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Democrats Push Forward with Build Back Better Package

The Big “I” will continue to advocate against the most harmful tax provisions of the package, including capping or eliminating the 20% small business deduction.
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democrats push forward with build back better package

In November 2021, the U.S. House of Representatives passed the Build Back Better (BBB) package in a partisan vote with all but one Democrat voting for the package and every Republican voting against it.

Following the House vote and just days before Christmas, Sen. Joe Manchin (D-West Virginia) announced he would oppose the roughly $1.75 trillion tax and social spending package as it is currently written. However, in the aftermath of Sen. Manchin declaring his opposition to the bill, Senate Majority Leader Schumer (D-New York) maintains that he will push forward with negotiations with Senate Democrats, including Sen. Manchin, in hopes of eventually passing a pared-down or “skinny" version of BBB.

The legislation is far from dead and Big “I" advocacy efforts against some of the most onerous provisions remain as important as ever. In fact, just this week President Joe Biden hosted a group of business leaders at the White House to highlight certain aspects of the BBB package in the hopes of moving forward with it.

Congressional Democrats are also continuing negotiations regarding the package. This week, discussions continued on specific issues, such as the state and local tax (SALT) deduction. Some Democrats from high-tax states are pushing to repeal the SALT cap and others are characterizing repealing the SALT cap as a giveaway to the rich.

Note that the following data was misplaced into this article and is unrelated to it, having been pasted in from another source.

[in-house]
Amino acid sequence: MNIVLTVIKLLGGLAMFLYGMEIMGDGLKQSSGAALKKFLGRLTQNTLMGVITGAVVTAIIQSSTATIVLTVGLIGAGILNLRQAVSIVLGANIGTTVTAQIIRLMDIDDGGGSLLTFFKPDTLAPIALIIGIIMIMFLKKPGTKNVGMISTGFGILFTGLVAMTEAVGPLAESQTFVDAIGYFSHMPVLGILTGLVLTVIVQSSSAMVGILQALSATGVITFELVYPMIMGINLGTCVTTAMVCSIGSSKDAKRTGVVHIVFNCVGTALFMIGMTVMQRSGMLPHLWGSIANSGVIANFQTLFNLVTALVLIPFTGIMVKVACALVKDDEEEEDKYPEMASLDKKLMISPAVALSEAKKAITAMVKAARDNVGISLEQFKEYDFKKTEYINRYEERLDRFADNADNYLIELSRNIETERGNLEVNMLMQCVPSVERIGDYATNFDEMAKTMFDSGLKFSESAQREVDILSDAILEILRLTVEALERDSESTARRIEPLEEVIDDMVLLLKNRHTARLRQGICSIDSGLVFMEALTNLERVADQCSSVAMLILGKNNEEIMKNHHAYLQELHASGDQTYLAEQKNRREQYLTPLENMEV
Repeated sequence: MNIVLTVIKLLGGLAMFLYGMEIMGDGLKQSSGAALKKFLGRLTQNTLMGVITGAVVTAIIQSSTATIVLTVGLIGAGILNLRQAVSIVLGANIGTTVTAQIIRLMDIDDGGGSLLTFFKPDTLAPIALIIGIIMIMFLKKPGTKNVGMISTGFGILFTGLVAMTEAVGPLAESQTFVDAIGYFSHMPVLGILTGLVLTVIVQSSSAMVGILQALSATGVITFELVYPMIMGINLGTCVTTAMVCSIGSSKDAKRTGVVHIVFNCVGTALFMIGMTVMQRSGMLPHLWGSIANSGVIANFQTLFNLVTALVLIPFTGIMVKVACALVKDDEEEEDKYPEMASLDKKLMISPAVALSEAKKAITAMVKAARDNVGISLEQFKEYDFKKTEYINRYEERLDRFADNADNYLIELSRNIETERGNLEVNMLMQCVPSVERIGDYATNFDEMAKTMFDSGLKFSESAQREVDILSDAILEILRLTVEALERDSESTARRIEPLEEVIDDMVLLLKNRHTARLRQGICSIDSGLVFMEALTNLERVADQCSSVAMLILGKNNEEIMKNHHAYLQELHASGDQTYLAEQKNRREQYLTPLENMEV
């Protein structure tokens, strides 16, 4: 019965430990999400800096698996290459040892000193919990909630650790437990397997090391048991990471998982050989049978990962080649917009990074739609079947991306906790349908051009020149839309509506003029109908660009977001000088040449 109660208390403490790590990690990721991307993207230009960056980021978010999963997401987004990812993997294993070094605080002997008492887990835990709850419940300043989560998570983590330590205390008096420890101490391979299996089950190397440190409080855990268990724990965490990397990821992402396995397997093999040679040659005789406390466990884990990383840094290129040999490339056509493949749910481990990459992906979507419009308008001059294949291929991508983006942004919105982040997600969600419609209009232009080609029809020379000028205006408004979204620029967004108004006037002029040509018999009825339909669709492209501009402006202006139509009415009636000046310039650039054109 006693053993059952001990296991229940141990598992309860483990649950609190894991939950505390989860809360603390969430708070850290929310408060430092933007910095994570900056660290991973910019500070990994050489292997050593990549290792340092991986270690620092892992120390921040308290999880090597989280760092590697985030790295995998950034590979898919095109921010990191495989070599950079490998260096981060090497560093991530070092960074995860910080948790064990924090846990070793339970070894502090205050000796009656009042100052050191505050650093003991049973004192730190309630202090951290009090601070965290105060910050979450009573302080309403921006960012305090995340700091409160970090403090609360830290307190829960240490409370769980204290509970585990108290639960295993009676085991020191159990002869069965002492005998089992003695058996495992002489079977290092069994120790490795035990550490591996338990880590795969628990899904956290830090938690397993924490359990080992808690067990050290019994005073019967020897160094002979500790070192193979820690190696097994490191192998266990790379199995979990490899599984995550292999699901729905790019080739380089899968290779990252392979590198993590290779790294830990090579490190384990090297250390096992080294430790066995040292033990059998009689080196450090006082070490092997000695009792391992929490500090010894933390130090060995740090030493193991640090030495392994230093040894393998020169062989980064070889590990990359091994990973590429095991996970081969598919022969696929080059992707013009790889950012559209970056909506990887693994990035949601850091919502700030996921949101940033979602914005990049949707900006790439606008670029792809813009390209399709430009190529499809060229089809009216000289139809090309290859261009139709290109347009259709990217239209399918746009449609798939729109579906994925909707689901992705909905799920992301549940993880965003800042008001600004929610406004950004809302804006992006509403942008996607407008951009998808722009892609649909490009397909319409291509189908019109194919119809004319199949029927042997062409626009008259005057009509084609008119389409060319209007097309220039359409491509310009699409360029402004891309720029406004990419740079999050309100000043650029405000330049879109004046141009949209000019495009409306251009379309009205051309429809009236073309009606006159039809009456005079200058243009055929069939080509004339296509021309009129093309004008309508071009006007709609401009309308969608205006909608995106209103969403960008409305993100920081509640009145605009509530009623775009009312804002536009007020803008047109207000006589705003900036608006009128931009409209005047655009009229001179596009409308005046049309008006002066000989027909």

As negotiations over the tax and spending package continue at the White House and among Democrats in Congress, opposing the most onerous tax provisions will be a top issue for the Big “I" at the in-person Legislative Conference, which will take place April 27-29.

While advocacy efforts from the Big “I" have proven successful in shaping the legislation so far, especially regarding some of the most damaging tax provisions, negotiations are continuing and any of these tax provisions could be added back into the legislation, especially as Sen. Manchin has shown an openness to voting for tax increases.

As Democrats push forward with their agenda, the Big “I" will continue to advocate against the most harmful tax provisions, including capping or eliminating the 20% small business deduction; increasing tax rates on Big “I" members both on the corporate side and the individual side, which would impact Big “I" members organized as pass-through businesses; expanding the 3.8% net investment income tax; increasing the capital gains tax; and making changes to stepped-up basis.

Additionally, the Big “I" continues to oppose a new expansive tax information reporting regime that would require financial institutions and other providers of financial services to track and submit information to the IRS on the inflows and outflows of every account above a de minimis threshold of $10,000 during the year.

As negotiations on the BBB package continue in the halls of Congress, the Big “I" will update members on important changes and provide details on the association's advocacy efforts.

Wyatt Stewart is Big “I" assistant vice president of federal government affairs.

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Thursday, February 3, 2022
On the Hill